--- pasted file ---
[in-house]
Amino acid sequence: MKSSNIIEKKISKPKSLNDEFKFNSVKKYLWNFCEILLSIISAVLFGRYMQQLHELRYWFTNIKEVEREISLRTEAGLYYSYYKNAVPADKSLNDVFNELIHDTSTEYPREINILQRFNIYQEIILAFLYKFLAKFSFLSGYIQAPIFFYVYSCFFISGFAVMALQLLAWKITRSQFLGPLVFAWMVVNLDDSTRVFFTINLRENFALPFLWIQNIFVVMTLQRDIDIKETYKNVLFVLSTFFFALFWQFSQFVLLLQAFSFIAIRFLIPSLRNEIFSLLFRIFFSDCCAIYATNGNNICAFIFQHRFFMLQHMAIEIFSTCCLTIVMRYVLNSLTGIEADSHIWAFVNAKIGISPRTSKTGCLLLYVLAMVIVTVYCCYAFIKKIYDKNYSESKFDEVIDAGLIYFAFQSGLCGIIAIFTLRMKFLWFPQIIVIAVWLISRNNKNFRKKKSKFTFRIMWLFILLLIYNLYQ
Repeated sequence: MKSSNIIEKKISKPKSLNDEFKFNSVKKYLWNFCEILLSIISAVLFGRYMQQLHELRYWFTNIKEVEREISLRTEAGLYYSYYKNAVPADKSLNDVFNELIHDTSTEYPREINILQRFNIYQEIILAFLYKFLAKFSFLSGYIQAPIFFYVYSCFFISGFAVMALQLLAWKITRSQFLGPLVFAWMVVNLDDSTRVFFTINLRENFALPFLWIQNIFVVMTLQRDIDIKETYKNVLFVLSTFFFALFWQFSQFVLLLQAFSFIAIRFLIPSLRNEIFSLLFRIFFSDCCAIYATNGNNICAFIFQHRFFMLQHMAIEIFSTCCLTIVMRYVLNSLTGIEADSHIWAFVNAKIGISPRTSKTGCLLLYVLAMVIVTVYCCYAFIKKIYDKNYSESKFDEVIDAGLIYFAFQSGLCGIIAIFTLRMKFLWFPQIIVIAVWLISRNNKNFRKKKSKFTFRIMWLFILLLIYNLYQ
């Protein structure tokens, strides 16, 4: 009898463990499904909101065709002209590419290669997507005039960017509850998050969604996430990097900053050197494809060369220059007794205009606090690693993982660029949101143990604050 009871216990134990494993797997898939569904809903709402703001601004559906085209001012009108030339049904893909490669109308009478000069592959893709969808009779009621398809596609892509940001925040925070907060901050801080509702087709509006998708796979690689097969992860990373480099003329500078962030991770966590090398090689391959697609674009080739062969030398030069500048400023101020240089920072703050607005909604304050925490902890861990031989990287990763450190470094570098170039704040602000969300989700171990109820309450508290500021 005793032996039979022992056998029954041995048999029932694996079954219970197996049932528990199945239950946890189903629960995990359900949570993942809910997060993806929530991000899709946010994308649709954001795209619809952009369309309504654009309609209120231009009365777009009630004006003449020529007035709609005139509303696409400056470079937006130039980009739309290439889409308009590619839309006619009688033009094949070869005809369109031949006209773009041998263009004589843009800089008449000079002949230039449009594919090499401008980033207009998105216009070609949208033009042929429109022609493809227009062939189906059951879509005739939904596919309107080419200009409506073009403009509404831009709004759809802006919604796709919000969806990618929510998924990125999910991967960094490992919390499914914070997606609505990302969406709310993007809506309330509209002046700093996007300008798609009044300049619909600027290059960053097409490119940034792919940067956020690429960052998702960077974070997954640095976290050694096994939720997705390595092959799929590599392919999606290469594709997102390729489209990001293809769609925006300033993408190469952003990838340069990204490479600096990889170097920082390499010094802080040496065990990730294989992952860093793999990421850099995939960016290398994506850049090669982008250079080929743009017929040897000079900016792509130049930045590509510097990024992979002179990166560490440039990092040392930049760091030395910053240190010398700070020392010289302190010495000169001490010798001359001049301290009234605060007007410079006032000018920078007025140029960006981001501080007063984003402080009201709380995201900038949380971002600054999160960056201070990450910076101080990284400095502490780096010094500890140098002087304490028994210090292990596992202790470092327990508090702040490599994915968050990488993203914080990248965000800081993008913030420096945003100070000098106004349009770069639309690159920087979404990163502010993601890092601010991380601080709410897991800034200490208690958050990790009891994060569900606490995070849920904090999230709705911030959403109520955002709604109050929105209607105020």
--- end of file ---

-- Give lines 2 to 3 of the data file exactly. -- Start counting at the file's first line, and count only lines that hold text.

Amino acid sequence: MKSSNIIEKKISKPKSLNDEFKFNSVKKYLWNFCEILLSIISAVLFGRYMQQLHELRYWFTNIKEVEREISLRTEAGLYYSYYKNAVPADKSLNDVFNELIHDTSTEYPREINILQRFNIYQEIILAFLYKFLAKFSFLSGYIQAPIFFYVYSCFFISGFAVMALQLLAWKITRSQFLGPLVFAWMVVNLDDSTRVFFTINLRENFALPFLWIQNIFVVMTLQRDIDIKETYKNVLFVLSTFFFALFWQFSQFVLLLQAFSFIAIRFLIPSLRNEIFSLLFRIFFSDCCAIYATNGNNICAFIFQHRFFMLQHMAIEIFSTCCLTIVMRYVLNSLTGIEADSHIWAFVNAKIGISPRTSKTGCLLLYVLAMVIVTVYCCYAFIKKIYDKNYSESKFDEVIDAGLIYFAFQSGLCGIIAIFTLRMKFLWFPQIIVIAVWLISRNNKNFRKKKSKFTFRIMWLFILLLIYNLYQ
Repeated sequence: MKSSNIIEKKISKPKSLNDEFKFNSVKKYLWNFCEILLSIISAVLFGRYMQQLHELRYWFTNIKEVEREISLRTEAGLYYSYYKNAVPADKSLNDVFNELIHDTSTEYPREINILQRFNIYQEIILAFLYKFLAKFSFLSGYIQAPIFFYVYSCFFISGFAVMALQLLAWKITRSQFLGPLVFAWMVVNLDDSTRVFFTINLRENFALPFLWIQNIFVVMTLQRDIDIKETYKNVLFVLSTFFFALFWQFSQFVLLLQAFSFIAIRFLIPSLRNEIFSLLFRIFFSDCCAIYATNGNNICAFIFQHRFFMLQHMAIEIFSTCCLTIVMRYVLNSLTGIEADSHIWAFVNAKIGISPRTSKTGCLLLYVLAMVIVTVYCCYAFIKKIYDKNYSESKFDEVIDAGLIYFAFQSGLCGIIAIFTLRMKFLWFPQIIVIAVWLISRNNKNFRKKKSKFTFRIMWLFILLLIYNLYQ